Fraud 'Directly Related' to Financial Crisis Probed --FBI Agents Could be Reassigned from National Security Due to Booming Caseload 11 Feb 2009 The FBI has opened investigations into more than 500 cases of alleged corporate fraud, including 38 that involve major firms and are "directly related" to the national economic crisis, FBI Deputy Director John Pistole told Congress today. The surge in white-collar investigations is putting such a strain on the FBI that Pistole said the bureau is considering reassigning agents from national security, which has been the bureau's priority since the [Bush] 9/11 attacks.  For complete story, click here.
Oops! Another (Fox) GOPedophile bites the dust. Fox Newser In Kiddie Porn Bust 10 Feb 2009 A Fox News producer who covered Hillary Clinton's presidential campaign for the cable network is facing child porn charges after federal agents discovered photos and videos on his computer depicting "children under the age of ten being sexually abused by adult men and women." Aaron Bruns, 29, was apparently nabbed after a Pennsylvania state police investigator conducting "pro-active undercover investigations" on an unnamed peer-to-peer network determined that Bruns's computer contained illicit images.  For complete story, click here.
Judge deals blow to families suing Blackwater 10 Feb 2009 The survivors of four Blackwater Worldwide mercenaries killed in a grisly ambush in Iraq five years ago have suffered yet another setback in their legal battle with the company. A federal administrative law judge ruled last week the children of one of the slain contractors should receive compensation through a government insurance program known as the Defense Base Act. It prohibits those eligible for benefits from filing lawsuits against companies covered by the insurance.  For complete story, click here.
"I believe that the probability that there are additional vials of BSAT [biological select agents and toxins] not captured in our … database is high." Fort Detrick Freezes Research on Dangerous Pathogens As Lab Can't Account For Them 07 Feb 2009 The U.S. Army Medical Research Institute of Infectious Diseases (USAMRIID) has suspended research activities involving biological select agents and toxins. Army officials took the step on Friday after discovering apparent problems with the system of accounting for high-risk microbes and biomaterials at the Fort Detrick, Maryland, facility. The decision was announced by institute commander Col. John Skvorak in a 4 February memo to employees. The memo, which ScienceInsider has obtained, says the standard of accountability that USAMRIID had been applying to its select agents and toxins was not in line with the standard required by the Army and the Department of Defense. For complete story, click here.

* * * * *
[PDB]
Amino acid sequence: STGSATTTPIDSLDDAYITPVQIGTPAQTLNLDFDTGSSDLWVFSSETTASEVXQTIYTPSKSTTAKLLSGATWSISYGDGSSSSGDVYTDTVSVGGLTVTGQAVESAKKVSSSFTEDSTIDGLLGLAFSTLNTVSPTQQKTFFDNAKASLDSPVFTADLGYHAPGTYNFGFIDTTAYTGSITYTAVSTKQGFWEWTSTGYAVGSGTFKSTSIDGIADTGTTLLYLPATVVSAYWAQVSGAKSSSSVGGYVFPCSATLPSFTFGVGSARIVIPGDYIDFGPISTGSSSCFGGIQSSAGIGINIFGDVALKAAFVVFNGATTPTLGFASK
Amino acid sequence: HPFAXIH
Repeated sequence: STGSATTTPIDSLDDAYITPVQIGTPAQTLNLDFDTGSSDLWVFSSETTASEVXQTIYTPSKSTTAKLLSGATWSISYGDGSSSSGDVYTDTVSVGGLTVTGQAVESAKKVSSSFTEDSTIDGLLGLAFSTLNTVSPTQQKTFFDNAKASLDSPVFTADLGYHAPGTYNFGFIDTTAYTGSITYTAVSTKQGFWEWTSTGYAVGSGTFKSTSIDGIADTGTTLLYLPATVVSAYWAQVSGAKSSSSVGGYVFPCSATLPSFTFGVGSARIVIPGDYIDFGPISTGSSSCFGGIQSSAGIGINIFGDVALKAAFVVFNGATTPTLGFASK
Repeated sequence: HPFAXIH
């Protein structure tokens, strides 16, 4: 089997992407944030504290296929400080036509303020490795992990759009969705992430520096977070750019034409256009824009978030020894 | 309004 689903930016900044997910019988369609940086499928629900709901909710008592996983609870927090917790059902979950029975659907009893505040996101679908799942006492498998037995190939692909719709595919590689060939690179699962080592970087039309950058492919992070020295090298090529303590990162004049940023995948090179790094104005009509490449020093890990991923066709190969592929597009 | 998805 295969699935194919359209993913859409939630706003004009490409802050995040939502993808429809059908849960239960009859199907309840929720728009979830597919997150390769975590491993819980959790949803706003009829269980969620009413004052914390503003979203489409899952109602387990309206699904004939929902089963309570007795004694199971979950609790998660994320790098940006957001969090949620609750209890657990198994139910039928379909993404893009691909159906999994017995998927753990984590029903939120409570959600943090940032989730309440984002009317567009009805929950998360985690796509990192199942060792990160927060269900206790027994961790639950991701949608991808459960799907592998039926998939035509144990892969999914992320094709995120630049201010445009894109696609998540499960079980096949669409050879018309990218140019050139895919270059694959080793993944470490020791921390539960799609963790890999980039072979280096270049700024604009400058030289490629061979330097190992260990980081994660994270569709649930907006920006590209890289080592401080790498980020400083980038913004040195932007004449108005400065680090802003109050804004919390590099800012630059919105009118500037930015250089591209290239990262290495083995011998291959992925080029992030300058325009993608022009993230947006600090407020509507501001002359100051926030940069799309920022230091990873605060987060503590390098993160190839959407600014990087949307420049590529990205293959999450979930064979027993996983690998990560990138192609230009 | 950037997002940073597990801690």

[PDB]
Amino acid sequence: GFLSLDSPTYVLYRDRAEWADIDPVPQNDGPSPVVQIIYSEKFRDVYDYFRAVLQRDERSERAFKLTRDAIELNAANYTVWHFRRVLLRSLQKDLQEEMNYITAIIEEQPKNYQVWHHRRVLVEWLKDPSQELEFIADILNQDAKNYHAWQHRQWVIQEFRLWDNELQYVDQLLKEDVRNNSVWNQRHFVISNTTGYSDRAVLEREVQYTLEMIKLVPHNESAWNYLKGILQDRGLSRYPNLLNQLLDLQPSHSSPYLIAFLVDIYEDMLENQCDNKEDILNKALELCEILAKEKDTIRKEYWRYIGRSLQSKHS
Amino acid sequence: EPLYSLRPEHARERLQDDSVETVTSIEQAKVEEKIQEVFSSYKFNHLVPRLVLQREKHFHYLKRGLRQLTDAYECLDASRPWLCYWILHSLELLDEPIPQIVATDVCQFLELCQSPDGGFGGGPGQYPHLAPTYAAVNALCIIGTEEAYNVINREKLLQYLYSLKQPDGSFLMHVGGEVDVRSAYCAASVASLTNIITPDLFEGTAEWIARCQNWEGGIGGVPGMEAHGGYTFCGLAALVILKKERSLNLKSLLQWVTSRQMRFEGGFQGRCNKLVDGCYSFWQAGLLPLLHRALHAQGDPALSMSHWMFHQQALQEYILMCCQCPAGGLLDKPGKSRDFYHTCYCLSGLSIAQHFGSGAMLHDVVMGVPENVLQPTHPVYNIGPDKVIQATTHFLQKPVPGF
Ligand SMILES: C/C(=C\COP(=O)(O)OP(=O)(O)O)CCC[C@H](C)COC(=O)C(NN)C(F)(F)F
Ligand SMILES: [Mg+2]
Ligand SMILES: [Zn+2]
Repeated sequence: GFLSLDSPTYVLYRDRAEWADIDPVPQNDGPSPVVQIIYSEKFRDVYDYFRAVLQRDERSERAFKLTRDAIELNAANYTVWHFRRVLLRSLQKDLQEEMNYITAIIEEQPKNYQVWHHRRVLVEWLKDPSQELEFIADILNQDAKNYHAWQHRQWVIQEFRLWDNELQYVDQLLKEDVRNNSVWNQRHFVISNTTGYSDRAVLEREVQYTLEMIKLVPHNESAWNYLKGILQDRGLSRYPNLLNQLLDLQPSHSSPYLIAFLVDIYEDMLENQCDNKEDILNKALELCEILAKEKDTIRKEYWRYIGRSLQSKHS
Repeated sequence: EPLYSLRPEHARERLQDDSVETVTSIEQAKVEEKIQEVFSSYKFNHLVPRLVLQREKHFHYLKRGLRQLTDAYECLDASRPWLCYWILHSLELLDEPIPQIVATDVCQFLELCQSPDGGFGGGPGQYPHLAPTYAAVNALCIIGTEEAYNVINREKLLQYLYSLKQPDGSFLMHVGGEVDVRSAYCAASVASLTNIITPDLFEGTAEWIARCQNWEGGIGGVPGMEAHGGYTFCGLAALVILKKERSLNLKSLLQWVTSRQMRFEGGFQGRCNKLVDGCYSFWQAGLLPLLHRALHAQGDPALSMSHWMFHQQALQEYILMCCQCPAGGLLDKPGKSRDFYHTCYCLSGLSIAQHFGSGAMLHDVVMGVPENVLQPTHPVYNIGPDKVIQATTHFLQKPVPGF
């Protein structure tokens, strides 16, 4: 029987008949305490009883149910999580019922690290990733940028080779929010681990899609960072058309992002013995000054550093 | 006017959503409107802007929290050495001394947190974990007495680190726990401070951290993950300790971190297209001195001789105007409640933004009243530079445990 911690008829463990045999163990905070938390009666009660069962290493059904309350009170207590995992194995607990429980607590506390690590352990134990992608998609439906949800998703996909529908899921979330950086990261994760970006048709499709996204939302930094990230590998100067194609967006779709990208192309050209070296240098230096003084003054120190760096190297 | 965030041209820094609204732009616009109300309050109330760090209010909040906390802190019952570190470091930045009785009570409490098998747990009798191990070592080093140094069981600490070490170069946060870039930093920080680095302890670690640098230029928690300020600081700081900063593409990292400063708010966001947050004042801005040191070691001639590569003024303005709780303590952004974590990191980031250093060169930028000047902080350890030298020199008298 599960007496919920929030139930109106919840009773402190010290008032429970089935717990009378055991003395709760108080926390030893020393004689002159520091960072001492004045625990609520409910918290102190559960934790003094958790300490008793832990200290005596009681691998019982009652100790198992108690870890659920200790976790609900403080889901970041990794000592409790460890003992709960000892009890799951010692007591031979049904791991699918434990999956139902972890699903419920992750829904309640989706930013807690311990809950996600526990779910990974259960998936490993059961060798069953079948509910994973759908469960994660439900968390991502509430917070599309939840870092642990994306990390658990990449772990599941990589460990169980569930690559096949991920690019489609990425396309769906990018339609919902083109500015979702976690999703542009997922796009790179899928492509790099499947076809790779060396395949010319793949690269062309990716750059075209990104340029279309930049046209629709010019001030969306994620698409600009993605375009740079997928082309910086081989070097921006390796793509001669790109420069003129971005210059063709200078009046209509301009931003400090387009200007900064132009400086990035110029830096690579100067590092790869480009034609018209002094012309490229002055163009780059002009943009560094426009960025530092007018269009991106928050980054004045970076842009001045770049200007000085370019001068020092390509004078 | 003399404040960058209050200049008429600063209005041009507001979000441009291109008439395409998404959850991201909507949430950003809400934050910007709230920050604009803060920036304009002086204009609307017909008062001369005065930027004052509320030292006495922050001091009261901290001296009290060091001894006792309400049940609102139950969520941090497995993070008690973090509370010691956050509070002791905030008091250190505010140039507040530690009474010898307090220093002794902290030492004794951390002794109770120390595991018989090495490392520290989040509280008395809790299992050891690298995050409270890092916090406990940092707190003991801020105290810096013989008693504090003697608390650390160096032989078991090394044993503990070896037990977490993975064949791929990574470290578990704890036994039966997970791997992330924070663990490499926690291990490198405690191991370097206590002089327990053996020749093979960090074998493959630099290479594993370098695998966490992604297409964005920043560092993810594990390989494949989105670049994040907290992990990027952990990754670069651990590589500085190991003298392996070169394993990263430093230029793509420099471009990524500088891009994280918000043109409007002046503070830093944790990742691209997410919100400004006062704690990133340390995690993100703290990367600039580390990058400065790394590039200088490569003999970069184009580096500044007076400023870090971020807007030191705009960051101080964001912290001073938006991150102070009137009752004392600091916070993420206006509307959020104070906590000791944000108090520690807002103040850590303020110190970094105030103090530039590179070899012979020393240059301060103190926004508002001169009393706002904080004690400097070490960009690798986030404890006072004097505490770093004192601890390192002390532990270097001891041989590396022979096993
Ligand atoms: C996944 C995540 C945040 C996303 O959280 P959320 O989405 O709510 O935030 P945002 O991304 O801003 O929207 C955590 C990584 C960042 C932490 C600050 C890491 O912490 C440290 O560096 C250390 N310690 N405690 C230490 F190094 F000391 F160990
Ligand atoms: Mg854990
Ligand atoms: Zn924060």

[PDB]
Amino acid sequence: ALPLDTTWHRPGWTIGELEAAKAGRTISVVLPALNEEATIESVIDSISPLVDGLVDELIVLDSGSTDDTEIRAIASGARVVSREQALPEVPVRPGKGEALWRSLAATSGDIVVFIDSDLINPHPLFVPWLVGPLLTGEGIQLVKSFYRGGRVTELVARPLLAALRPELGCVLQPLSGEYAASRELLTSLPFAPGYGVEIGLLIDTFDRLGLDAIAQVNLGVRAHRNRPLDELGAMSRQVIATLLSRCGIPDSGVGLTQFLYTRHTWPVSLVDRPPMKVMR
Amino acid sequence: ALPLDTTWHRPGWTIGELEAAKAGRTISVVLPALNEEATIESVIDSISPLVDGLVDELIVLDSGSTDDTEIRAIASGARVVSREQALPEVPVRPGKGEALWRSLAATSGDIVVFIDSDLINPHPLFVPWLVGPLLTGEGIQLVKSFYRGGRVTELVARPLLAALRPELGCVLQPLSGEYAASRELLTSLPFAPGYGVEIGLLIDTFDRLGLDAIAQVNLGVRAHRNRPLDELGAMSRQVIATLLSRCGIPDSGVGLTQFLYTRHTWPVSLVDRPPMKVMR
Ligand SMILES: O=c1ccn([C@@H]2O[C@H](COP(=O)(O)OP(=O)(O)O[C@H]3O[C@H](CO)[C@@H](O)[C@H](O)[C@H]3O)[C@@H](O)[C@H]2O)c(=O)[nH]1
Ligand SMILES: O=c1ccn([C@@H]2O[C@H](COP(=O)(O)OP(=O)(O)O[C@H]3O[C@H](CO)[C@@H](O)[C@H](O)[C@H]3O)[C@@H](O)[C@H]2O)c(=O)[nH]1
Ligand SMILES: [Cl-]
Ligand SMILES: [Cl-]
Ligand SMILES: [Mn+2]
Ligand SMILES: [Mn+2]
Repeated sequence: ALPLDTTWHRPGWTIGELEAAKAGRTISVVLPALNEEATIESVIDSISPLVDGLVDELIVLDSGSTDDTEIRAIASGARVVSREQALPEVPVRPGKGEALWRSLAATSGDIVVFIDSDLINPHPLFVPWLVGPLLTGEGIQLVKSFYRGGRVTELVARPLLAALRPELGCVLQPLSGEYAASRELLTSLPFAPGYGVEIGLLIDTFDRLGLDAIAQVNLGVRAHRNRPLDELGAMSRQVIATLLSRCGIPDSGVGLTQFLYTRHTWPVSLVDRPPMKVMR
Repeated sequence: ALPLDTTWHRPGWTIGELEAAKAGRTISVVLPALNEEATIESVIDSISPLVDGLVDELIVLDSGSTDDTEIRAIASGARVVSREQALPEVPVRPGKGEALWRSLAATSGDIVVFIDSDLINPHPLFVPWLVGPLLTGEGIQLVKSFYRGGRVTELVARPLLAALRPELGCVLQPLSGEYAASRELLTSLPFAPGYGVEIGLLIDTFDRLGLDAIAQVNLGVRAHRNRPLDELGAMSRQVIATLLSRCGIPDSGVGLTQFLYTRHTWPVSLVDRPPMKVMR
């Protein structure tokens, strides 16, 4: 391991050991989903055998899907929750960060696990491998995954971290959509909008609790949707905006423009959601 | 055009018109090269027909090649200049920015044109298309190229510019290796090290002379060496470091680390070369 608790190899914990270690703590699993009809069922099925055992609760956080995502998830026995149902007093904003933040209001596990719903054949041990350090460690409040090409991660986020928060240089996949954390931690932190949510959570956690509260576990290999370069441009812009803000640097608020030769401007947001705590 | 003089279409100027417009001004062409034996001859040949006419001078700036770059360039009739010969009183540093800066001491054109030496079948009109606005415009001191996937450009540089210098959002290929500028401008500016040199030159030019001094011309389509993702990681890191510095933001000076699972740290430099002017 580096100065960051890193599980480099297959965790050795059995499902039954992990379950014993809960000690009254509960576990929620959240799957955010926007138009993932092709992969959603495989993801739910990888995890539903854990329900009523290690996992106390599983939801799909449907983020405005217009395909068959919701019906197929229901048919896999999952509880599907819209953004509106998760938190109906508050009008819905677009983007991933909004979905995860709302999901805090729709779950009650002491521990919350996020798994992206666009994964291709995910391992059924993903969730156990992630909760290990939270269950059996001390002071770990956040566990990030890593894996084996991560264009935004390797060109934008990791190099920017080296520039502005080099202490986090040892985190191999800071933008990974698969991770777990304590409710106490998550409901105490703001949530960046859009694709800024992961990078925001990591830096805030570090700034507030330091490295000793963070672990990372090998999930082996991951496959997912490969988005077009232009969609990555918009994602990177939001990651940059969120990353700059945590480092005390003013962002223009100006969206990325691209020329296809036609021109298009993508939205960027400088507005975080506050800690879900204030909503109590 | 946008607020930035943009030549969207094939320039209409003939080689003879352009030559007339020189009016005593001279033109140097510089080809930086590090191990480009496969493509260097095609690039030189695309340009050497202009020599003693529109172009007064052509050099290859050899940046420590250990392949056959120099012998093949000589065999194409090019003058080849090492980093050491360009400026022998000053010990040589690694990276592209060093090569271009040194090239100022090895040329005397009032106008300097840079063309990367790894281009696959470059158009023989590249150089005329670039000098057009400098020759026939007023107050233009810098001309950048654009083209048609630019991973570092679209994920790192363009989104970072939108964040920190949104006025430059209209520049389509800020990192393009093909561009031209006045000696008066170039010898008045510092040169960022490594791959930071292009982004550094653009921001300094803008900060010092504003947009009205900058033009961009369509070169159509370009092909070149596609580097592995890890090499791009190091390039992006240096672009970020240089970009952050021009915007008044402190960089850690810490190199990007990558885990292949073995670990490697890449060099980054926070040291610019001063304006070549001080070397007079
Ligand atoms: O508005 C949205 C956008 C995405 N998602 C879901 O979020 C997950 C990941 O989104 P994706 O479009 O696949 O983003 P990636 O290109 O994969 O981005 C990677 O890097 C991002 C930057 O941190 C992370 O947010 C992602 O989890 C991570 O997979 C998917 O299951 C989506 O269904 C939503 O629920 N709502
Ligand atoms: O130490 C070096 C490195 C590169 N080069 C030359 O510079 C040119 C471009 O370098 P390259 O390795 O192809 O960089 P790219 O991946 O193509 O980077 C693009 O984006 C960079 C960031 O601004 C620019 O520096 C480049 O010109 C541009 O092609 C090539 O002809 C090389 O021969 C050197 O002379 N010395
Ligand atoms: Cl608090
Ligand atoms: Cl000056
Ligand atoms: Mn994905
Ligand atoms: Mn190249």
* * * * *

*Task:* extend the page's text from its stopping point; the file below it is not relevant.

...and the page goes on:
Plague-Infested Mice Missing From New Jersey Research Lab 07 Feb 2009 The frozen remains of two mice infected with the bubonic plague are missing from a New Jersey bioterror research facility, and the facility waited seven weeks to report the incident to federal and state authorities. This is the same facility [University of Medicine and Dentistry of New Jersey in Newark] where three live plague-inflected mice went missing in September 2005.  For complete story, click here.
KBR Gets Huge Contract Despite Electrocutions --KBR Inc., linked to soldiers' electrocutions, wins $35 million defense contract from Pentagon 07 Feb 2009 Defense contractor KBR Inc., which is under criminal investigation in the electrocution deaths of at least two U.S. soldiers in Iraq, has been awarded a $35 million contract by the Pentagon to build an electrical distribution center and other projects there.  For complete story, click here.
A Hero Protects America's Children from Psychiatric Abuse--February 5th, 2009--Alaska attorney Jim Gottstein has taken the bull by the horns. It's a bull of many terrifying shapes and forms. First and foremost, it is the raging bull of the Psychopharmaceutical Complex that is goring America's children. It's also the rampaging state government bull that everywhere runs roughshod over the children in its custody and care. And then it's the "bull" handed out by drug companies and organized psychiatry to justify using drugs to suppress the behavior of children.  For complete story, click here.